And here’s a head-scratcher: there is a song on the soundtrack called “Lost in Space” by one Jeff Bridges. I looked it up and sure enough, the song is by that Jeff Bridges. Now, I knew he was a musician of sorts, Crazy Heart and all, but here’s the thing that threw me; what on earth is a song of his doing on this soundtrack? From 1969?!
What intrigued me most about John and Mary was the dynamic between the two principals. As a romantic, I love films that portray relationships and the sometimes difficult interactions between two people. This film offers an interesting perspective; once the fleeting heat of passion is spent, can two strangers still relate to each other?
“The Morning After” is – as most of you know – different from “The Night Before”. There is great acting and direction in the film as John and Mary – without, at first, acknowledging each other – move around John’s interesting, industrial-looking loft-type apartment and look for clues as to what the other is really like. Waif-like Mia – who reminds me a lot of her mother when she speaks – as Mary investigates John’s things, trying to get a read. She sees a picture – somewhat buried on a cork board – of a girl. We later find that this is an ex of John’s, Ruth, played by the gorgeous Sunny Griffin, who was not an actress at all but a model, popular at the time for her appearances in TV commercials for Tab, the diet cola.
John is bold enough to poke in Mary’s purse where he sees a picture of an older man in glasses. This, we see through flashbacks, is James. James is a married politician with two kids with whom Mary is having an affair. James is played by Michael Tolan, a minor league actor who had acted with Dustin Hoffman on the stage. What’s interesting about James is that, by the time the flashbacks – and the film – end, you realize that we have not seen Mary break up with James and that the two of them are still engaged in their affair when Mary meets John.
There is fine acting on display here. Hoffman and Farrow do very well playing off each other and displaying the discomfort that would be apparent in this situation. “Sleep well?” John asks. I mean, what would you talk about in such a situation? Eventually, John makes breakfast for Mary and goes on talking about organic eggs, revealing himself to be something of a health nut. It’s Mary of the two characters who seems to be the more carefree. When John says that she left her clothes on the floor, Mary replies with a smirk “that’s where I keep most of my things”. She looks at him askance as he goes on about the poisons inherent in food and shrugs, saying she’d buy “plastic eggs laid by a computer”. Later, John plays some records for Mary, raving about his love for brass band music! Mary gives him a similar look to the one I would give him.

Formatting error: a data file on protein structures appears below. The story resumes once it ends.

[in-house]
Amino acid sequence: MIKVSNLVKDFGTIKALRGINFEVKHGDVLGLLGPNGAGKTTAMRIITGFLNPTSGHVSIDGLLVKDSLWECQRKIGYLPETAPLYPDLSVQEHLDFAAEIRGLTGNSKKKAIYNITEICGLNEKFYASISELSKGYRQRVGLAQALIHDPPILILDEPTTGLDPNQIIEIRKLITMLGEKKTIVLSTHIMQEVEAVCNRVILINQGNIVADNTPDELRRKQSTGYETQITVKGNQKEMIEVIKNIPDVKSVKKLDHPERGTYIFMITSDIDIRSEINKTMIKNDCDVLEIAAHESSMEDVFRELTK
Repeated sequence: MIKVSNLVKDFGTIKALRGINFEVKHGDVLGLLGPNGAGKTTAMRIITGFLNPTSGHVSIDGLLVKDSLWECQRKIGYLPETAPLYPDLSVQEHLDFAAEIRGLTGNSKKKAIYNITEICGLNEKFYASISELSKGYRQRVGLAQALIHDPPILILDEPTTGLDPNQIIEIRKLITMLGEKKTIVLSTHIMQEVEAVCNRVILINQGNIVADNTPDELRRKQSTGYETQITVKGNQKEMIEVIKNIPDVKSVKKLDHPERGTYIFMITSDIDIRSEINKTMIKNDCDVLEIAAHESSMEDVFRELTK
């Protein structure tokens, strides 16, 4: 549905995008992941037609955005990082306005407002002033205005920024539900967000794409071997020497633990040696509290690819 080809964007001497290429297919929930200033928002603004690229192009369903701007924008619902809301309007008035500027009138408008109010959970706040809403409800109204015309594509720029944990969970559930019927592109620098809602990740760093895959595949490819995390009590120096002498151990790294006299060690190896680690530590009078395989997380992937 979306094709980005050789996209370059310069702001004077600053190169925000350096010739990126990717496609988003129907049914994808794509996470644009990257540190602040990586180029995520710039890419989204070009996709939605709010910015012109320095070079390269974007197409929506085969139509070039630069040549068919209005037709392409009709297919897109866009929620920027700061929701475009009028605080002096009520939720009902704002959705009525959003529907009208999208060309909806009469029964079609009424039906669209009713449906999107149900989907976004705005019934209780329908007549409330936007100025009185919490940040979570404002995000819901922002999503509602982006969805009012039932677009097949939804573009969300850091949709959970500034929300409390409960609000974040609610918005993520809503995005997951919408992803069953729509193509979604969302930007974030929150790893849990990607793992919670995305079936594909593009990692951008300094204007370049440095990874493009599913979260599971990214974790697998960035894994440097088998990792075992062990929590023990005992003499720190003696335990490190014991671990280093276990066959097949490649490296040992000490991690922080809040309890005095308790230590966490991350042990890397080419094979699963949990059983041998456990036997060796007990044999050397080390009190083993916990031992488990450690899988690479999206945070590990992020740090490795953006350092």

Although the two are stumbling their way along, the day seems to be going alright until later in the afternoon when the two are reclining on the bed. Although Mary is obviously drowsy and looks to be ready for a nap, John starts to make a play for her. I was dumbfounded at John’s poor reading of the situation and couldn’t believe that he thought it was a good time to attempt intimacy. After all, they had made some progress with each other. Just like a guy.
But here is a pivot point of sorts in their relationship. John, realizing she has dozed off, zips back up the zipper he had been working on and watches her sleep. Mary sleeps for quite some time. John wanders the apartment waiting for her to awake. When she does, they lay with each other on the bed. Suddenly, Mary says she has to call her roommate, Hillary (Cagney & Lacey‘s Tyne Daly in her big screen debut) and something changes. John at first seems to resent the fact that Mary has other people in her life. But the hard truth is something that bothered me – John was once more hoping they were going to make love again when I could clearly see that was not going to happen. And I was sitting way over here. I was thinking that if this is where John’s head is at then I’m disappointed in him. Let’s face it, though; in a situation like this, the guy would likely be more ready to jump back in bed than the girl would be and if they didn’t, the guy could begrudge this and act out accordingly.
John becomes belligerent. “I think you better go”, he tells Mary, to my surprise and to hers. She’s disheartened but tough about it – I like her. Mary leaves and, after much thought and a weird sort of dream sequence in which John is reprimanded by Ruth, John has a change of heart.
John and Mary is about sex, in a way, but what struck me as I watched is that it’s not sexy or titillating or decadent. Neither Hoffman nor Farrow are “sexy” so the sex part is muted, grounded. There is no real heat here; the film is certainly not gratuitous or depraved. Instead, it’s a penetrating look at an interesting situation and the way these two people navigate their way. It’s a profound study and I think you’ll find yourself deeply invested in these two people, as I did.